Some issues in the measurement of patient satisfaction with health care services

by John E. Ware, Mary K. Snyder, W. Redwood Wright


Purchase Print Copy

 FormatList Price Price
Add to Cart Paperback20 pages $20.00 $16.00 20% Web Discount

Reviews and summarizes findings from a study of numerous surveys to measure patient satisfaction with physicians and medical care services. The authors are critical of many common practices in scoring and interpreting data from such surveys. Specifically: (1) Patient satisfaction is not a unidimensional concept nor can it be adequately treated as a dichotomous variable. (2) Patient satisfaction cannot be reliably nor validly measured with the response to one questionnaire item. (3) Questions that focus on personal satisfaction need to be distinguished from those asking about care received by people in general. (4) The influence of preference and general sentiments on patient satisfaction ratings is not large enough to invalidate satisfaction surveys, and properly constructed surveys will give much information about process and outcomes of care as perceived by consumers. (5) Surveys that demonstrate overwhelming satisfaction with U.S. physicians and medical care are not being interpreted properly.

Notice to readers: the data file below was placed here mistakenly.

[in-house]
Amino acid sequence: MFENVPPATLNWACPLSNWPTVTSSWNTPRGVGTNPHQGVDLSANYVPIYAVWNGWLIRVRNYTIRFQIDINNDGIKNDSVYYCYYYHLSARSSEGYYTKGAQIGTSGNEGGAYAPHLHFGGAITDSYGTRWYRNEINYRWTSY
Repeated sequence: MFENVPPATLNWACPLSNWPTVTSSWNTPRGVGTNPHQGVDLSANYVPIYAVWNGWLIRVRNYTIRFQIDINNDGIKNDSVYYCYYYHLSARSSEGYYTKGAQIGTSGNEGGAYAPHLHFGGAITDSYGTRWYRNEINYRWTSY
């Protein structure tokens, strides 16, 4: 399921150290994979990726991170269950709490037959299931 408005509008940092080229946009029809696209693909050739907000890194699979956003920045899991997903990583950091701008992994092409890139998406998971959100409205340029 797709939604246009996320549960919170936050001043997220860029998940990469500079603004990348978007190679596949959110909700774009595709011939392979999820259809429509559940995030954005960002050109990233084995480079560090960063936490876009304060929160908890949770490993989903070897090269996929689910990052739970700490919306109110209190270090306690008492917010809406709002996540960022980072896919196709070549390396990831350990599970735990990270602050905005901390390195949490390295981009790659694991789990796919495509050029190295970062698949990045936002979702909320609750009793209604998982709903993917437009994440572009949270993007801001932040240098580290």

This report is part of the RAND Corporation Paper series. The paper was a product of the RAND Corporation from 1948 to 2003 that captured speeches, memorials, and derivative research, usually prepared on authors' own time and meant to be the scholarly or scientific contribution of individual authors to their professional fields. Papers were less formal than reports and did not require rigorous peer review.

Our mission to help improve policy and decisionmaking through research and analysis is enabled through our core values of quality and objectivity and our unwavering commitment to the highest level of integrity and ethical behavior. To help ensure our research and analysis are rigorous, objective, and nonpartisan, we subject our research publications to a robust and exacting quality-assurance process; avoid both the appearance and reality of financial and other conflicts of interest through staff training, project screening, and a policy of mandatory disclosure; and pursue transparency in our research engagements through our commitment to the open publication of our research findings and recommendations, disclosure of the source of funding of published research, and policies to ensure intellectual independence. For more information, visit

The RAND Corporation is a nonprofit institution that helps improve policy and decisionmaking through research and analysis. RAND's publications do not necessarily reflect the opinions of its research clients and sponsors.